The ability to produce products, suited to a particular individual is becoming more prevalent in today's society. This requires more efficient and rapid methods for manufacturing of bespoke products. One such method being currently developed is the cryogenic CNC machining of soft materials for producing personalised shoe insoles and outsoles. A major element of cryogenic CNC machining is the freezing of the soft polymers, which subsequently contract. This paper describes a method for predicting and compensating for the effect of cryogenic material contraction for the commonly used shoe midsole foamed polymer, ethylene vinyl acetate (EVA). using the linear coefficient of thermal expansion a scaling factor for EVA has been developed to enable it to be accurately cryogenically CNC machined. This factor is then applied to the X, Y and Z scaling within the Delcam CAM software to shrink the model. The process is tested for a series of EVA cube test pieces and the results provide a scaling factor, which shows that the linear scaled dimension are within 1% of the measured contracted X, Y and Z dimensions. The scaling factor is subsequently used on an example low density EVA orthotic insole, which is cryogenically machined and then compared dimensionally with the original CAD model. It was found that using the cryogenic contraction factor the cryogenically machined insole had a dimensional X, Y, Z error of less than 1% when compared and analysed with the original CAD model.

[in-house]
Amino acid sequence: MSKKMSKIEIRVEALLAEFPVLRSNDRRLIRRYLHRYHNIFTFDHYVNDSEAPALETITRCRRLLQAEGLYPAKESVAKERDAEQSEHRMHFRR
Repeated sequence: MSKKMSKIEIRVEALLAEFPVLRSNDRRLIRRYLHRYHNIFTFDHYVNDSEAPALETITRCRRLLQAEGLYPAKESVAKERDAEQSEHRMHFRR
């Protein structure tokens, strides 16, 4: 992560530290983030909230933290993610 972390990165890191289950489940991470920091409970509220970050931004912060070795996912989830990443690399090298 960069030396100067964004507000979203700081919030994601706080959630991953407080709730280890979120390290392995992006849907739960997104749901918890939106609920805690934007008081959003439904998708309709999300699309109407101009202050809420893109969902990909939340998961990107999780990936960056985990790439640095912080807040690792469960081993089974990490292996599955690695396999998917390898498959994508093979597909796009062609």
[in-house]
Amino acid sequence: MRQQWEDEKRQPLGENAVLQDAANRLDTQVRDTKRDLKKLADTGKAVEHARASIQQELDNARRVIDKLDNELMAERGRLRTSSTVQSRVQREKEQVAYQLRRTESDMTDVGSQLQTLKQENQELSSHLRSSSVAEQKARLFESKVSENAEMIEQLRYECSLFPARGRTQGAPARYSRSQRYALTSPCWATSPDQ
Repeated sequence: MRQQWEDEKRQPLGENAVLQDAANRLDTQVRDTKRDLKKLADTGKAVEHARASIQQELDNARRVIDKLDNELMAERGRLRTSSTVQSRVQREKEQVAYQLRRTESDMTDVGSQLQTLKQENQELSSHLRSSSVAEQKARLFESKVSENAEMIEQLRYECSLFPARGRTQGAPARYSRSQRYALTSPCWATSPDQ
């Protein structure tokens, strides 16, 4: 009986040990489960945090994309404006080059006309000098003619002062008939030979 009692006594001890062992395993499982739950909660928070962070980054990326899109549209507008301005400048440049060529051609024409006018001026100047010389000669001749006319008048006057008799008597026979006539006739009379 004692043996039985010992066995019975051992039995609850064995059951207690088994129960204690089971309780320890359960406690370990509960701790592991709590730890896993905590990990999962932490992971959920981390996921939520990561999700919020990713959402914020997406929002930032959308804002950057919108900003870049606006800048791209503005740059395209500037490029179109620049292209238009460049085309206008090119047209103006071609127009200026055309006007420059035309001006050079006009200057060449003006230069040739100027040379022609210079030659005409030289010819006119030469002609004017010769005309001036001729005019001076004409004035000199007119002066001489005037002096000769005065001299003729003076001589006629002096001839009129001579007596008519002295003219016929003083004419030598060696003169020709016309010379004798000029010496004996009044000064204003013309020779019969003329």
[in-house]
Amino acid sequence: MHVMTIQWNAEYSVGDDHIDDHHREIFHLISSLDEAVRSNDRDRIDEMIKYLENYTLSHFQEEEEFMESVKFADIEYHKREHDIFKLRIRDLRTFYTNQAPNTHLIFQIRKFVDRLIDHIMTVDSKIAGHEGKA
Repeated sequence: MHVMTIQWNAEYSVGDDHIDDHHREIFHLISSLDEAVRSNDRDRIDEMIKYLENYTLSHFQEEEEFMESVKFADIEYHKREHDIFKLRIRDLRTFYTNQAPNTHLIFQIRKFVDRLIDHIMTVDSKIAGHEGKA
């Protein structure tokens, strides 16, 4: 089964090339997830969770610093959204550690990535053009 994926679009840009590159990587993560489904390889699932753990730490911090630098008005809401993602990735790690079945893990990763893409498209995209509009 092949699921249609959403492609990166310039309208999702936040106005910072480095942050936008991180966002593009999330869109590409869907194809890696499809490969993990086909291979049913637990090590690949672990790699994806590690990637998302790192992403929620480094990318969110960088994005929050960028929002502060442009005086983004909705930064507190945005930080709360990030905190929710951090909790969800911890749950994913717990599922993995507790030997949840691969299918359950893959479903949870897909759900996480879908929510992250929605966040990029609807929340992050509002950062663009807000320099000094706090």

|Number of pages||6|
|Journal||Robotics and Computer-Integrated Manufacturing|
|Publication status||Published - Dec 2010|
|Event||19th International Conference on Flexible Automation and Intelligent Manufacturing (FAIM) - Teeside, UK United Kingdom|
Duration: 6 Jul 2009 → 8 Jul 2009